This I Believe

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Gordon B. Hinckley

Fourth, I believe that honesty is still the best policy. What a destructive thing is a little dishonesty. It has become a cankering disease in our society. Every insurance adjustor can tell you of the soaring costs of dishonest claims. Cheating in the payment of taxes robs the treasury of millions and places undue burdens on those who pay. Employee theft, padded expense accounts, and similar things bring tremendous losses to business institutions. The institution may be able to stand the loss of money, but the individual cannot afford the loss of self-respect.

A year ago the media of a neighboring state made much of the acts of a group of legislators who succumbed to the temptation of a sting operation. Men and women with good reputations evidently ruined their lives and good names over a few paltry dollars that they really did not need and for which they have paid a terrible price.

A letter and an old ash tray came to the office of the Presiding Bishop the other day. The letter reads: "Dear Sir, I stole the enclosed ash tray from your hotel in 1965. After these many years, I want to apologize to you and ask for your forgiveness for my wrong doing. I have enclosed a check that attempts to reimburse you for the ash tray."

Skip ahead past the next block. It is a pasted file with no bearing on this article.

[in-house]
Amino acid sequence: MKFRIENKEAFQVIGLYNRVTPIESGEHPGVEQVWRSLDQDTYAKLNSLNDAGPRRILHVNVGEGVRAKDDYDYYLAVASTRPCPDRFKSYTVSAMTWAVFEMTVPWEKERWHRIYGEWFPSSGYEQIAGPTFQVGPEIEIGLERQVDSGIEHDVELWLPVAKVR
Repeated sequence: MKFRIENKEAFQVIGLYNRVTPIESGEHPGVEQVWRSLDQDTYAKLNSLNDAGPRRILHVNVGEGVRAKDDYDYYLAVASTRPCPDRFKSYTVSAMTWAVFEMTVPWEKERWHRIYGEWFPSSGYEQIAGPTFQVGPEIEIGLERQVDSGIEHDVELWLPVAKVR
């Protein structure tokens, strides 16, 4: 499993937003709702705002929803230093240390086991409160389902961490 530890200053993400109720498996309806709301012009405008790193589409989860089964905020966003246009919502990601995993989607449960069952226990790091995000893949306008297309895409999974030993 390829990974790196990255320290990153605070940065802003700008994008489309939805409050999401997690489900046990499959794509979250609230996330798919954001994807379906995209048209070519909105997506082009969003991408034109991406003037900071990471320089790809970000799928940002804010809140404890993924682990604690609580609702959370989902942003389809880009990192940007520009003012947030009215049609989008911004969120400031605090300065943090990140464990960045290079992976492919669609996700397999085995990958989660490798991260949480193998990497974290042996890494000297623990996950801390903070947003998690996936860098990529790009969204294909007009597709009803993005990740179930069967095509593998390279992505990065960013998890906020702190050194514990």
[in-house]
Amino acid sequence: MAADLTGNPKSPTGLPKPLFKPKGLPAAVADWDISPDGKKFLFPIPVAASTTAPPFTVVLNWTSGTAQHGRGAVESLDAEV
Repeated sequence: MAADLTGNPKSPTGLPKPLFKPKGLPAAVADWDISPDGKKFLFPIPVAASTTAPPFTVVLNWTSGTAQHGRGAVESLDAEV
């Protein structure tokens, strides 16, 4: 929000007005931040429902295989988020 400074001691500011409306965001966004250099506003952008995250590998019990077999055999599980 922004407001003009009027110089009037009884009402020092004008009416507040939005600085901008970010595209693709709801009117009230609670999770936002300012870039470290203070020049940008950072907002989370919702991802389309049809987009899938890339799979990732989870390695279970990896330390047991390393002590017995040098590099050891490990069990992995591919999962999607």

The check was in the amount of $26.00, one dollar for each year he had kept the ash tray. I can imagine that during those twenty-six years, each time he tapped his cigarette on the rim of that tray he suffered a twinge of conscience. I do not know that the hotel ever missed the ash tray, but the man who took it missed his peace of mind for more than a quarter of a century and finally ended up paying far more for it than it was worth. Yes, my brethren and sisters, honesty is the best policy.